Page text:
The mission of Jesus exploded in Jerusalem and has been spreading abroad. Barnabas and Saul (now called Paul since chapter 13) left Antioch to take the gospel to the Gentiles (13:3). They had sailed to Cyprus, preached in Paphos, parted with John in Perga and proclaimed Jesus the Saviour to the Pisidian Synagogue.. The word of the Lord had been received by some Jews but rejected by many others. It had also been received well by Gentiles and yet not all believed. Always, the message was the word of the Lord and the proclamation that Jesus is Lord. Freedom from sin comes to everybody who believes. This word of the Lord spread throughout the region. But Paul and Barnabas left Pisidian Antioch once it was clear that many were rejecting the gospel.
- 1-7 – Division at Iconium
- 8-10 – A lame man healed in Lystra
- 11-18 – Mistaken for gods
- 19-20 – Mistaken for dead
- 21-28 – Returning to base, strengthening along the way
1-7 – Division at Iconium
“…went as usual into the Jewish synagogue.” This has been commented on in previous posts. The logical place to begin spreading the gospel is in the place where the word of the Lord has already been preached – where the seeds have been sown. Paul and Barnabas continued to use this strategy even after they had seen the gospel rejected in the previous town.
“but the Jews who refused to believe stirred up the other Gentiles and poisoned their minds against the brothers.” Logic says, if it’s true then believe it. If it is not true then show it to be either wrong or highly unlikely and let it go! But the human response to God doesn’t work that way. Some will remain in the discussion to speak reasonably and debate, but the majority who do not believe will attack the messenger instead of the message.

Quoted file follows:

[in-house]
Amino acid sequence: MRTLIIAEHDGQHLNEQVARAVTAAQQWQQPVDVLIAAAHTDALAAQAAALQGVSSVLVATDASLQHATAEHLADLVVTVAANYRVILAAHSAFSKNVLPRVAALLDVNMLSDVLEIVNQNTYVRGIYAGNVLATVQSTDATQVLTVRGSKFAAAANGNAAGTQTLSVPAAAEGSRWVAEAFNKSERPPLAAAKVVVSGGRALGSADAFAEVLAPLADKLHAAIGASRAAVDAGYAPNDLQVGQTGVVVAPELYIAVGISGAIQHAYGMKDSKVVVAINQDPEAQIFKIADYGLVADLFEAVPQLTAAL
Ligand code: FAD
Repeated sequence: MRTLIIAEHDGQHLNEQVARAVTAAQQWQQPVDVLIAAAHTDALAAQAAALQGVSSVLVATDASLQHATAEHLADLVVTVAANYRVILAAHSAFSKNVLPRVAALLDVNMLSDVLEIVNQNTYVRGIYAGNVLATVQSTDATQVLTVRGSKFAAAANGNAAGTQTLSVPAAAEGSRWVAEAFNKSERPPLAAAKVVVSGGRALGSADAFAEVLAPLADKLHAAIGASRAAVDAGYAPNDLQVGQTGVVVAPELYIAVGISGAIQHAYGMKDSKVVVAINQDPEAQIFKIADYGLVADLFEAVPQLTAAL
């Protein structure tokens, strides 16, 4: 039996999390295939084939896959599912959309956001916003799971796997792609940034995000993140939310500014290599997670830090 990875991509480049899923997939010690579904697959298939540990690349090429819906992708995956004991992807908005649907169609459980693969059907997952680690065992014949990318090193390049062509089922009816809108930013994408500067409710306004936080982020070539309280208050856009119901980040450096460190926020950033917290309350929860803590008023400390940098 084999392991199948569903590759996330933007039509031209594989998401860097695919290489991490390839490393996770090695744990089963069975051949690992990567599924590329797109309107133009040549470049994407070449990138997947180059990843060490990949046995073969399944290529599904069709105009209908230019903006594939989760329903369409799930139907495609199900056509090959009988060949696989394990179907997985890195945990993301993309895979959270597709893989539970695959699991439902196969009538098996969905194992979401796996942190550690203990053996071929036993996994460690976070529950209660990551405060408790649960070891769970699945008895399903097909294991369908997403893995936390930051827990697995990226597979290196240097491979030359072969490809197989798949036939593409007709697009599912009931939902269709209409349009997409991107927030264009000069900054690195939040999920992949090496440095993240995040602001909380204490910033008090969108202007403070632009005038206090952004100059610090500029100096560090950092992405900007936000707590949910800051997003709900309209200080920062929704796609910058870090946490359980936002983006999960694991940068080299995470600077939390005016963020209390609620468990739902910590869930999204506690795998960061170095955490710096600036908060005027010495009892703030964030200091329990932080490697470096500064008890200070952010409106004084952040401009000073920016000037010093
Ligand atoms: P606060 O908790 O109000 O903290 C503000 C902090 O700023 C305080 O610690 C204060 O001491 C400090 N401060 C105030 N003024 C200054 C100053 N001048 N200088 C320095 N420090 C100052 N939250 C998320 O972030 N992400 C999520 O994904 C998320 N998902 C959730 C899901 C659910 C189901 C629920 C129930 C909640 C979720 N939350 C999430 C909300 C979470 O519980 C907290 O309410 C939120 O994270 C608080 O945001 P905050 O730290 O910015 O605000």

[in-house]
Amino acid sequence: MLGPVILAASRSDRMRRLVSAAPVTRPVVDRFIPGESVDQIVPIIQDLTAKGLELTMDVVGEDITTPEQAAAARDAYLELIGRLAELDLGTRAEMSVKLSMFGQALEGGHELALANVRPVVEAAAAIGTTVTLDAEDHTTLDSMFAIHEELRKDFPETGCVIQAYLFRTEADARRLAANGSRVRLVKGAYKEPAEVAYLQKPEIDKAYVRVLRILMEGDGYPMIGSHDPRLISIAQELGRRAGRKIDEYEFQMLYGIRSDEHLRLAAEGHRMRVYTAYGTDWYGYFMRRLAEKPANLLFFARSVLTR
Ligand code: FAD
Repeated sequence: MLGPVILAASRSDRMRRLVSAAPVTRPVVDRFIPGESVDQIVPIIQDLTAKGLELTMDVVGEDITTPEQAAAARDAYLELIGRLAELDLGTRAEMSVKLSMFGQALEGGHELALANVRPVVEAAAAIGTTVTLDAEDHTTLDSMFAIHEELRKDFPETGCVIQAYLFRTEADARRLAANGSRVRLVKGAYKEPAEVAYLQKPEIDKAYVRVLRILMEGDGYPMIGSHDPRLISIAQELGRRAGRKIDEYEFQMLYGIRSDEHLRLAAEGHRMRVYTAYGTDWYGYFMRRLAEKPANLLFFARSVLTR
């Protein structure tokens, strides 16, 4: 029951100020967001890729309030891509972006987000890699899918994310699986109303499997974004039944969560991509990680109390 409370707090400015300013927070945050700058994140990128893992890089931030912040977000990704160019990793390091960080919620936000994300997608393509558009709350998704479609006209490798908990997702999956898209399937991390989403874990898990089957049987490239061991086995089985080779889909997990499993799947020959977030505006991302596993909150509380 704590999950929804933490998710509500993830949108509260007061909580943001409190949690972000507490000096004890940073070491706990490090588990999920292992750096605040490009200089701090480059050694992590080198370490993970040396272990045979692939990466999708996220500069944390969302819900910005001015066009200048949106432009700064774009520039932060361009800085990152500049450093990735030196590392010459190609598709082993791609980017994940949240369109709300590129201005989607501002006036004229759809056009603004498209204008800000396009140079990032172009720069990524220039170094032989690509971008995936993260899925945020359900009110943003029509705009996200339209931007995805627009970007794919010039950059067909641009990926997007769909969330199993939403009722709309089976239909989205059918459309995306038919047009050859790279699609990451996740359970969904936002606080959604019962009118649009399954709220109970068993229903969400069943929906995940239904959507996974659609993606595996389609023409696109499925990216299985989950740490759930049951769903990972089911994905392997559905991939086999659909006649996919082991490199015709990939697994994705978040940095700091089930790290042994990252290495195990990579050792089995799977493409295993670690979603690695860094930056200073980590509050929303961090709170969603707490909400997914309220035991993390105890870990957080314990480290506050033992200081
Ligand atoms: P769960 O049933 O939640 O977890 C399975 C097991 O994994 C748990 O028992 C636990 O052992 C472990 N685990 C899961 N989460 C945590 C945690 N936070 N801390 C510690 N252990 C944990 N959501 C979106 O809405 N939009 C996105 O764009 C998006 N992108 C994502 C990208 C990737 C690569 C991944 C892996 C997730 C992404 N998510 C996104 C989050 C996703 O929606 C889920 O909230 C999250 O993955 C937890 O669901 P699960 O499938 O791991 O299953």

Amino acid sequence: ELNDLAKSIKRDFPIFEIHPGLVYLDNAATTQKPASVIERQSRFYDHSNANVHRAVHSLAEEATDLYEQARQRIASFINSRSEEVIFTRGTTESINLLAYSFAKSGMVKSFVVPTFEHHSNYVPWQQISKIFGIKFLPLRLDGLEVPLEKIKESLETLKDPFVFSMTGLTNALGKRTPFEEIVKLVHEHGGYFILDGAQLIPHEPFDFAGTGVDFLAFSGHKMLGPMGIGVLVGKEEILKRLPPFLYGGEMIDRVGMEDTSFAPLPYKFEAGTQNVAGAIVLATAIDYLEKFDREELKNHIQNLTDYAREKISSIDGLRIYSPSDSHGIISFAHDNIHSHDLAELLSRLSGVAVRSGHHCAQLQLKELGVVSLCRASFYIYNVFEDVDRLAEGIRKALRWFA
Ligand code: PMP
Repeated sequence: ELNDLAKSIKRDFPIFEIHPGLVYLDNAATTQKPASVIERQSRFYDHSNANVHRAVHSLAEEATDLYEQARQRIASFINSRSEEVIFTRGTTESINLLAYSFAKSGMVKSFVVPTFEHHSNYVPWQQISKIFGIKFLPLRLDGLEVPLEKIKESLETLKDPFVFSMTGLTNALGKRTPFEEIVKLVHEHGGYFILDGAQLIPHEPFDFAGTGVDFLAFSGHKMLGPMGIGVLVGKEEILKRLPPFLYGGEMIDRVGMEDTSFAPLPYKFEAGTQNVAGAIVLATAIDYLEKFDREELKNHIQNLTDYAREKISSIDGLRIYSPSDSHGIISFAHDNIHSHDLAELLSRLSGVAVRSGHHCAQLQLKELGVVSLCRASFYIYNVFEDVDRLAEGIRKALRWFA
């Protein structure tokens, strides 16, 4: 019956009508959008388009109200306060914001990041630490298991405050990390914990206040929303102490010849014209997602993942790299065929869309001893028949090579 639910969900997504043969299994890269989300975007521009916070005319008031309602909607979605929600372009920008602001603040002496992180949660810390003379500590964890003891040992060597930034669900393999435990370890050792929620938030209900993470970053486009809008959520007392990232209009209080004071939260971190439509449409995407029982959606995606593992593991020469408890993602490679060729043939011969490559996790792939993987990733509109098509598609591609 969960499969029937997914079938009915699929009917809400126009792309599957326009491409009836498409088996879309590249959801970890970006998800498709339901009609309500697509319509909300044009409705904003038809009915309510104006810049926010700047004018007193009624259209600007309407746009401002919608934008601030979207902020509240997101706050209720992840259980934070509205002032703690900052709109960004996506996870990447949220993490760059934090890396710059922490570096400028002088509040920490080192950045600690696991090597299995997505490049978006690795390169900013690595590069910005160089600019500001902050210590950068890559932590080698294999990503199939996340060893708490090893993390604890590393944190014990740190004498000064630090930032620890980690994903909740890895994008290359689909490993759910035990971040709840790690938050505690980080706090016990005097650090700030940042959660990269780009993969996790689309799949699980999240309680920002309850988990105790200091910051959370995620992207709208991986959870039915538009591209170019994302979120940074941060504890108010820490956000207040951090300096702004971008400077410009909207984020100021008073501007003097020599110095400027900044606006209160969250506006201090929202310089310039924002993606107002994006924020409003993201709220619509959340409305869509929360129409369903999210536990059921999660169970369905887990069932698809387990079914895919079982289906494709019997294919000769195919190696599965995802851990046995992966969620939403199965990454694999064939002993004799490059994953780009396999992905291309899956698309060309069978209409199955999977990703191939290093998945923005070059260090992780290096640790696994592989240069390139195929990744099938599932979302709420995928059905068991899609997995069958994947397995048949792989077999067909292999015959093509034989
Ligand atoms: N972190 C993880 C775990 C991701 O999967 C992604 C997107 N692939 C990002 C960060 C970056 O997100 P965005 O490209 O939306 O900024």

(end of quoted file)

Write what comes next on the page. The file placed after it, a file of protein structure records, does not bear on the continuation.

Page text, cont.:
“the Lord, who confirmed the message of his grace by enabling them to perform signs and wonders.” Interestingly that when the character of the preachers were attacked rather than the message, then the Lord fought for them by enabling them to do signs and wonders – miracles. This is a good little verse to show how miracles serve to confirm the gospel, not be an addition to it nor a necessity in the church.
“The people of the city were divided…a plot afoot…to mistreat them and stone them…” The message was rejected. The miracles were rejected. The disciples were rejected. Such a passionate rejection to the gospel. Interestingly, the world was not lapping up the gospel like modern skeptics might want to believe – like the gospel is for a naive time but now we are much more sophisticated. The gospel has always been met with resistance and rejection. It’s amazing that it has survived so many thousands of years! Obviously because, despite persecution, the apostles “continued to preach the gospel.”
8-10 – A lame man healed in Lystra
In these verses, we have a story very familiar and routine. Jesus healed lame people, Peter did, and now Paul has. The man had been listening to the gospel and Paul saw that his response was to believe – he had faith which Paul recognised. Paul, who had been performing miracles, called for the man to walk for the first time in his life. And he did! As mentioned earlier, miracles like this went with the Apostles who were taking the word of the Lord into the world for the first time. It was a kind of testimony from God that the message is to be believed.
11-18 – Mistaken for gods
“…in the Lycaonian language, ‘The gods have come down to us…” Paul and Barnabas may not have understood what was being said about them until later when they heard of the offerings of sacrifice brought to them. The miracle showed the locals that it was the power of God with them but the mistake was to understand the men as gods instead of messengers of God.